"Justice for Paco".. run: A point
Shortly after the dreaded vigilantes fell their first few defenseless victims with the murderous volley of their guns, I wrote on the subject. When I reasoned on the side of the constitutional presumption of innocence, I thought that I ran true to the off tangent nature of this column. I surmised then that the majority of our people virtually applauded the quick and steady elimination of society's dregs. They probably perceived it was the best way to achieve peace and order by closing their eyes to the fact that the vigilantes resorted to criminality itself! Having said my piece and realizing that my point found acceptance in the hearts of decent men, I resolved to leave the issue to the learned and civilized and not touch it anymore.
The other day, I saw an event harboring some concerns parallel to this despicable vogue called vigilantism which prompted me to revisit the issue. That event was the run called "Justice for Paco". What I saw on tv was a group of people trying to touch the hearts of the Justices of the Supreme Court to reconsidering their decision on imposing death on the persons publicly accused as the rapists/murderers of the Chiong sisters. Theirs was an unorthodox but admittedly effective way of arresting public attention. mmm
At the bottom of their line was and will continue to be, "due process of law".
I applaud Fr. Reyes and Mr. del Gallego, the persons I saw at the front of the run, for their advocacy. Terror is not their rule. By electing to support the families of Paco and company avail of all judicial remedies, they have shown that justice is opposed to violence. Guns are not the tools of Reyes and Gallego. Their extra-judicial processes, unlike those of the vigilantes are allowed by our fundamental law. Their act, "palabas" to the detractors, is a guaranteed freedom of expression. Upholding the supremacy of the law can never be wrong. More so on their part because absent any consideration like blood relations with Paco and company, their only gain would be a strengthened faith in our constitutional processes.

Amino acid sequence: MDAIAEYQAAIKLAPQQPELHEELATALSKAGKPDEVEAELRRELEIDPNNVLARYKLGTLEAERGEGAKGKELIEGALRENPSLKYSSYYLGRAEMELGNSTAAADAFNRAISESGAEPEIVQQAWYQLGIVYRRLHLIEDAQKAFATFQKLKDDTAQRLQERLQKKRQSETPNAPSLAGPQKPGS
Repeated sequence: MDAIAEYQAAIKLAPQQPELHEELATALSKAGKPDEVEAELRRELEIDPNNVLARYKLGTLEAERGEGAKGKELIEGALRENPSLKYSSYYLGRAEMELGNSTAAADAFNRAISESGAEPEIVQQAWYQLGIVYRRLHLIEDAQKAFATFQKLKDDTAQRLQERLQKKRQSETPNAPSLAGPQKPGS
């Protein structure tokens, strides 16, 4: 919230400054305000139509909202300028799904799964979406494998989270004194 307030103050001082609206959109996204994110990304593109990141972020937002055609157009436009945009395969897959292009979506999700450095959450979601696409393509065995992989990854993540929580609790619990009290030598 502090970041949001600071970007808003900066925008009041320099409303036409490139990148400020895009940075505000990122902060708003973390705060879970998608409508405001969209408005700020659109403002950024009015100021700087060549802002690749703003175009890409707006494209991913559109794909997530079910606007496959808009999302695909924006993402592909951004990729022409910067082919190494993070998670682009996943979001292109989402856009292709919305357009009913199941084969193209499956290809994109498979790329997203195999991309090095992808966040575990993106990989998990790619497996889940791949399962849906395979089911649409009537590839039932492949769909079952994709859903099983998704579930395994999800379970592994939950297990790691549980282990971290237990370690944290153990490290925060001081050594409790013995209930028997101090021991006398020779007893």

The "Justice for Paco" run is, in fact, a demonstration against summary executions. The Larraņagas and the other families involved in this case have marshaled their forces in allowable battle grounds - the courts of law. Yes, they lost the initial judicial rounds but, they are not adopting the mentality of the vigilantes.
In the bar of justice, they continue the fight. Believing that the Supreme Court erred in meting death sentences on their children, they make such noise as to push the high court into reviewing the case with heightened care.
Let us back track a little. We could say that the Chiong family, by their resort to the courts of law to prosecute Paco and company relied upon our judicial system. Ranged against perceived mighty opponents, they felt that justice could be achieved though the heavens would fall. No short cuts. Retribution was not at their disposal. It was not their mind to execute summarily the persons they thought wronged their daughters.
It was good there were no vigilantes when the Chiong sisters suffered a gruesome crime. I recalled that the public was led to a lynching of the kind not dissimilar to the cry for blood of Jesus Christ as Pontius Pilate washed his hands. There was an outcry against Paco and company stoked by many an irresponsible rumor. What if, there were vigilantes then who, taking upon themselves the misguided task of cleaning our society, murdered the accused personalities? Justice and truth, which the Chiong family on one hand, and the Larraņagas, Aznars, Fr. Reyes and Mr. del Gallego, on the other hand, are searching for, would have been irreparably wrecked in the senseless altar of the vigilantes.
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